Fun fact, I once accidentally shaved my head
For years I kept my hair pretty short. In fact, I’d use clippers to cut it myself, every six weeks or so. That time, I’d actually finished cutting and was about to go out. At the last moment, I decided to make a final adjustment because the hair on top still seemed a bit too long. Unfortunately, I didn’t re-attach the clipper guard and in a second, I’d shaved a two-inch stripe up the middle of my head.
Mortified, I had no choice but to quickly shave off the rest. I was rushing because, believe it or not, I was visiting a Zen Temple to try Zazen for the first time with some friends. I’m sure that, deep down below their laughs, they were impressed at my commitment to the full-monty monastic experience.
I never went back to that temple, though, and didn’t start meditating until several years later.
The difference between trying meditation, and meditating?
If you meditate, what made you start? And if you’ve been trying to start, what’s motivating you?
My depth knew that starting the path, of which meditation is part, would be life-changing (as indeed it has). I knew I couldn’t just meditate once a day and not change anything else. So the first few times I tried it, I think it was too scary to my status quo.
There’s something slightly insane about clinging to the mediocre until we know there’s something better. Yet, it does seem to be a habit of mine.
It’s not just about time on the cushion
What I realized writing this article is that my meditation didn’t start on the cushion. I had started by looking for a tool to use in my daily life, because I needed an immediate solution to a particular, pressing issue.
I’d been experiencing anger – and it felt like it was getting out of control. Anger tells us we need to change something, and it was surfacing because I’d held something down for too long.
More importantly for me, though, was the shame I felt about my behavior when the anger leaked out. Now, don’t get me wrong, I wasn’t hurting people or even being mean to anyone. It manifested inwardly, most obviously about public smoking, where I was actively hating people who subjected me to a little cigarette smoke. Eventually, I was so embarrassed by a couple of childish reactions I had in public that I wanted to do something about my anger. I realized there must be a way to counteract, or replace these angry states. So I googled “antidote to anger”.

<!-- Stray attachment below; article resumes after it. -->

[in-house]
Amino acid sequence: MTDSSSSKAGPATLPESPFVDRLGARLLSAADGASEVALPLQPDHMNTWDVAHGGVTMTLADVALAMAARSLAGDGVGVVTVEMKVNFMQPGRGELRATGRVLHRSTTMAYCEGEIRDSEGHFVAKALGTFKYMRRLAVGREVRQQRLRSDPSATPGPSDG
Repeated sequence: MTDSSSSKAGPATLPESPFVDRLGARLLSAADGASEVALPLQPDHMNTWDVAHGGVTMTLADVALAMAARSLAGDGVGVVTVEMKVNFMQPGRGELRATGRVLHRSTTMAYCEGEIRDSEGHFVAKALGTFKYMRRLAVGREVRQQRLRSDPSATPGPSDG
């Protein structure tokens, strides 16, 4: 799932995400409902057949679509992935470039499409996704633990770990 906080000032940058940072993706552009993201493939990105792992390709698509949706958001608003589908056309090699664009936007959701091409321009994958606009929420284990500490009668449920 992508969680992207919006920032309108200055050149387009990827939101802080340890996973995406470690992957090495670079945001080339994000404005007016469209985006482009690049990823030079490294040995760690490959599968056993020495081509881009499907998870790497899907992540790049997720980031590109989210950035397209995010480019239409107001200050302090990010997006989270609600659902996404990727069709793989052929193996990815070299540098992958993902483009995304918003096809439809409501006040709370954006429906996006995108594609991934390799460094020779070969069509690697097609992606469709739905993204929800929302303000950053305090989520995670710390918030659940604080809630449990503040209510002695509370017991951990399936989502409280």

Where does your karma lead you?
My orientation has always been more to Eastern practices than, say, Christian ones. After viewing various resources then, I quickly settled on a half page Buddhist prayer on loving kindness. “May you be well and happy, May you be free from suffering and the causes of suffering,” and so on.” I printed and memorized it, and began reciting it as I walked around the streets of Tokyo.
It sure felt better than angry, unconscious states. And it signaled my choice to start making changes which, as expected, did change my life. From meditating regularly at home and then doing a retreat, to meeting teachers, moving to a meditation center, and this month moving into a house in Calgary that aims to create a space for others to find and follow the path.
For me then, the practices that have helped most have been mantras and Karma Yoga, which can be actively used as you go about your day to stay in better states.
What has worked for you? Comment below on how you found meditation and what it means for you.
Also, keep an eye out for some upcoming blogs from our sangha on why they started meditating.